Here's an indication of Nellie's views on social justice, taken from the introduction to his best-selling book, Happiness is Like a Cur Dog:
People who did not experience the Great Depression have no idea how difficult it was. There were no safety nets, no unemployment compensation, no medical or retirement benefits, and no social security. All you had was your job. My dad had always had steady work at the mine (when “steady” meant only two or three days a week). He was able to do something that so many others could not manage: put food on the table for his family.
I remember men coming to our back door, asking if they could sweep the porches, rake leaves, or anything. They weren't looking for money to pay off credit cards. Struggling to survive from meal to meal, they only wanted a sandwich!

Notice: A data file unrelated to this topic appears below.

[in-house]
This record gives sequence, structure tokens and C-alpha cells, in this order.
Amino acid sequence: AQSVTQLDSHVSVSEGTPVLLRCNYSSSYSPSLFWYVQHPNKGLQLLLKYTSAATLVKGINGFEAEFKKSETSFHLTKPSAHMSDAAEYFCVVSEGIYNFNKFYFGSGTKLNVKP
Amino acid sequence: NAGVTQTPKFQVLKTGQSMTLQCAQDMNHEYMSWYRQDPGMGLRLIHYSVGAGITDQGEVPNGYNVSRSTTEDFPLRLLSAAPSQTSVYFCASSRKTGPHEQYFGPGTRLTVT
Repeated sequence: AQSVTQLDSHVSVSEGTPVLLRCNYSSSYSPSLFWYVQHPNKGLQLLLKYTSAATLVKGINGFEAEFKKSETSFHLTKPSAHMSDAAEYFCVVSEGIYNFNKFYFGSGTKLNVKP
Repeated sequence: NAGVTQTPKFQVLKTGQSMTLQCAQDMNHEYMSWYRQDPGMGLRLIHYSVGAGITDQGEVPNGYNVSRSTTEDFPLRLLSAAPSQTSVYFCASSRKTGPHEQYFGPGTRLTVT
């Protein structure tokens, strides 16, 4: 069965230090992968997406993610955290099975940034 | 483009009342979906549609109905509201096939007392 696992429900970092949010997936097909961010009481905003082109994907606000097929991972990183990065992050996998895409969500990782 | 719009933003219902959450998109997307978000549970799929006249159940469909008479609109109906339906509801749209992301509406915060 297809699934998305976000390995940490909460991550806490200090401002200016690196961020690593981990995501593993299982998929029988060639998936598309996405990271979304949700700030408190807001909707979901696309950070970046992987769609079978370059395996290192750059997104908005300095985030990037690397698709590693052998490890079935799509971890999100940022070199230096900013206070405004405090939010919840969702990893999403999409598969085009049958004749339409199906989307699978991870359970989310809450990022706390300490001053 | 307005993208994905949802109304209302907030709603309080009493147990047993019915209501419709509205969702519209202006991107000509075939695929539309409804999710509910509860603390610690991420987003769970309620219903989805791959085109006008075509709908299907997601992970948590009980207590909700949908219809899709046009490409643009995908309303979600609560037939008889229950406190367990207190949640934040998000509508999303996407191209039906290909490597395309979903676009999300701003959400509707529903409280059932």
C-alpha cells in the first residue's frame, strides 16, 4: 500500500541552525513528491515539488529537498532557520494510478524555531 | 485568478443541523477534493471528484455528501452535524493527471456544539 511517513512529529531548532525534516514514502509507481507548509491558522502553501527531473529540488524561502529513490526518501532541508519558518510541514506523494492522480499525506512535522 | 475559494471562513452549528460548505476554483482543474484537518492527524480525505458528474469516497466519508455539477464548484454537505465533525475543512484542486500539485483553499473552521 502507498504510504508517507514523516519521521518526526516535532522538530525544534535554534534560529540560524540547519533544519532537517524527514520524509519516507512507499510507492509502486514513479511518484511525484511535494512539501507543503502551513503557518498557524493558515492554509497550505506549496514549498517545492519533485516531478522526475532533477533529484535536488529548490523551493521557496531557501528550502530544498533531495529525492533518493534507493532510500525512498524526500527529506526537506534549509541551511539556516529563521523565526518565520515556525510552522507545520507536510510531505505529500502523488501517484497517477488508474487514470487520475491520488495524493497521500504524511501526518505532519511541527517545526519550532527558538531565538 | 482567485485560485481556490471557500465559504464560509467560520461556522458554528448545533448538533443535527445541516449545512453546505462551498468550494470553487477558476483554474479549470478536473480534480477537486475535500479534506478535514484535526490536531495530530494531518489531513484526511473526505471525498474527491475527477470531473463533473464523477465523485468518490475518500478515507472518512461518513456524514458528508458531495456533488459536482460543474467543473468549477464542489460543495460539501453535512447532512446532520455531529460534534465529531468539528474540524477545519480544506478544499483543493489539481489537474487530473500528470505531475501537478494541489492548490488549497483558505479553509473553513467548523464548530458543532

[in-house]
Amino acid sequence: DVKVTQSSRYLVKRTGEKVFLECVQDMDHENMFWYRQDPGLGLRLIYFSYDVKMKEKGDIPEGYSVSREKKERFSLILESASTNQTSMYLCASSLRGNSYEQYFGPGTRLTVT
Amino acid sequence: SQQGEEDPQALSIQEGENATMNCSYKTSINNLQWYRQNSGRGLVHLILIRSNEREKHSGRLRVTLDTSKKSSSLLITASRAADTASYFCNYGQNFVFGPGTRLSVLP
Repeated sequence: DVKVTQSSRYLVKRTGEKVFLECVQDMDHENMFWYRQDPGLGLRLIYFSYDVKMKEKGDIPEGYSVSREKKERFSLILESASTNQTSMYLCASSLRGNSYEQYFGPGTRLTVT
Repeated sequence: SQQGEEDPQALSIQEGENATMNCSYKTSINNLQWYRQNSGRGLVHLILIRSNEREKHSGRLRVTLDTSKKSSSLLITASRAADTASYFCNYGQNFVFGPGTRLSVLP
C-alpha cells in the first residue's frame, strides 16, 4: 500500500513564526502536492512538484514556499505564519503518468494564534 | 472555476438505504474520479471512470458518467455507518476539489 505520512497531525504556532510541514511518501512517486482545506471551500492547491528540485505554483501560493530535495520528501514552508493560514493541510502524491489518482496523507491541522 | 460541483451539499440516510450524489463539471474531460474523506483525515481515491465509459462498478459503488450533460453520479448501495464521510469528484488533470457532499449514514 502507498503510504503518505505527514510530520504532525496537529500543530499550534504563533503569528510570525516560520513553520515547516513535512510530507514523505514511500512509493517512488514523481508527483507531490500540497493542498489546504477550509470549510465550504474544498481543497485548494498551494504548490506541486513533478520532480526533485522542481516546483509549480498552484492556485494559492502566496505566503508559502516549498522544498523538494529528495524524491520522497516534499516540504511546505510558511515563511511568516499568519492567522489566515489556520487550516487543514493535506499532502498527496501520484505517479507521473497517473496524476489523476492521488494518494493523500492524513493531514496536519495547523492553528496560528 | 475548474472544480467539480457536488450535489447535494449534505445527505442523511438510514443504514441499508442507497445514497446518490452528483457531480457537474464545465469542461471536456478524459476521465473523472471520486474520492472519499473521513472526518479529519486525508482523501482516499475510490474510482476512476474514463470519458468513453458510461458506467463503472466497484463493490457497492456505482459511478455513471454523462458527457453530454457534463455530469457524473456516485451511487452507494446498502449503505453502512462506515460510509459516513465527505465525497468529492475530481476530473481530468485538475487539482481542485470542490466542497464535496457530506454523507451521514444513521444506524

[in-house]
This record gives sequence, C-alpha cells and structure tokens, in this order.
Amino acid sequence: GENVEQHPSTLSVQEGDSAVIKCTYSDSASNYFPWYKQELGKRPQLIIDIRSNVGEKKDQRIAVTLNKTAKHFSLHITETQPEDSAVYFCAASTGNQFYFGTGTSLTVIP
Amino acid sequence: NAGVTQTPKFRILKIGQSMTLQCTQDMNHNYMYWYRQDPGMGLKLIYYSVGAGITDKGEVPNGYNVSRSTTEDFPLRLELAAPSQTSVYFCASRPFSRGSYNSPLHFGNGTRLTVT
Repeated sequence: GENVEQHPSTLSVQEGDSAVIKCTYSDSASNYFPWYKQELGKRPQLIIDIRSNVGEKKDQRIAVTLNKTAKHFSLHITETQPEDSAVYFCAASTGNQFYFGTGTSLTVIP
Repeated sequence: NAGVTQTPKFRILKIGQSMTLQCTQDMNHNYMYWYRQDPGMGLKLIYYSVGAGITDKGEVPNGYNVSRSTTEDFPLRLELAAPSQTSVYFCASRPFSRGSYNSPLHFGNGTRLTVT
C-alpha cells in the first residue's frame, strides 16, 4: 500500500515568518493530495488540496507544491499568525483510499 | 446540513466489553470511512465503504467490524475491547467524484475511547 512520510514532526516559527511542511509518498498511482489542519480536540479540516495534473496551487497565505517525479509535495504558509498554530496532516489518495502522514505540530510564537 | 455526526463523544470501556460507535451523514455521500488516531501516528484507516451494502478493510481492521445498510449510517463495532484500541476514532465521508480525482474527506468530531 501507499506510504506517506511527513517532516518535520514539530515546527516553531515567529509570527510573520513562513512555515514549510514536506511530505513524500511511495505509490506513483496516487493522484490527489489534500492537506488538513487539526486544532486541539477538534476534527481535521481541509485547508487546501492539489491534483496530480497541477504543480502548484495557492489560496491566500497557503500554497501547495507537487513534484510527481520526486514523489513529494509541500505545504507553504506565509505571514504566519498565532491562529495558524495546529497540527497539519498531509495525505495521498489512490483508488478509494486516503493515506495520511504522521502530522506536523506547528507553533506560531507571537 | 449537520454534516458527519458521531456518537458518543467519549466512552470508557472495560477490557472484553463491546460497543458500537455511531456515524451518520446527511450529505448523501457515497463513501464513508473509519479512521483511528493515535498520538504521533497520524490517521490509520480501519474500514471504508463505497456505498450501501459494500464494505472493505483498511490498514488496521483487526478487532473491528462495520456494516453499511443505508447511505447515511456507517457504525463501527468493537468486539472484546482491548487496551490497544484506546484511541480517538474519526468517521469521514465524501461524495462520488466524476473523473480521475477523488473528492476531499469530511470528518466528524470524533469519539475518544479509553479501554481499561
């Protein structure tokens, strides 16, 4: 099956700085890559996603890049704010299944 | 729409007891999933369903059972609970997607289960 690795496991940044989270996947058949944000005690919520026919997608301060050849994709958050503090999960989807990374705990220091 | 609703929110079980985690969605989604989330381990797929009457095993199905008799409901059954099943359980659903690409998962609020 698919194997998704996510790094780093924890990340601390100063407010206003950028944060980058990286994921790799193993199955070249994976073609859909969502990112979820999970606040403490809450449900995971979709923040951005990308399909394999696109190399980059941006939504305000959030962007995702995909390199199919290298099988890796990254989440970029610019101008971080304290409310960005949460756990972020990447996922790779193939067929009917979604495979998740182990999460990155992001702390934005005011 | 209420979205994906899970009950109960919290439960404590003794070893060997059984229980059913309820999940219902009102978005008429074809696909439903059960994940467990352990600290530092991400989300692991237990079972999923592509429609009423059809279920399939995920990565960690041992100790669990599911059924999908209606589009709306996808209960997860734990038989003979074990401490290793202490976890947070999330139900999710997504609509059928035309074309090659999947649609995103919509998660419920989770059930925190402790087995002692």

Those who berate government assistance programs never experienced those terribly difficult years of want, fear, and humiliation. The benefits we now enjoy are taken for granted, as if they were always part of our lives. To use a baseball metaphor, too many people in this country have been born on third base, yet think they’ve hit triples! As a nation and people, we have become increasingly more arrogant and less tolerant of the less fortunate.
Image: Coal breaker-boys, anthracite coal region of Pennsylvania, 1930s.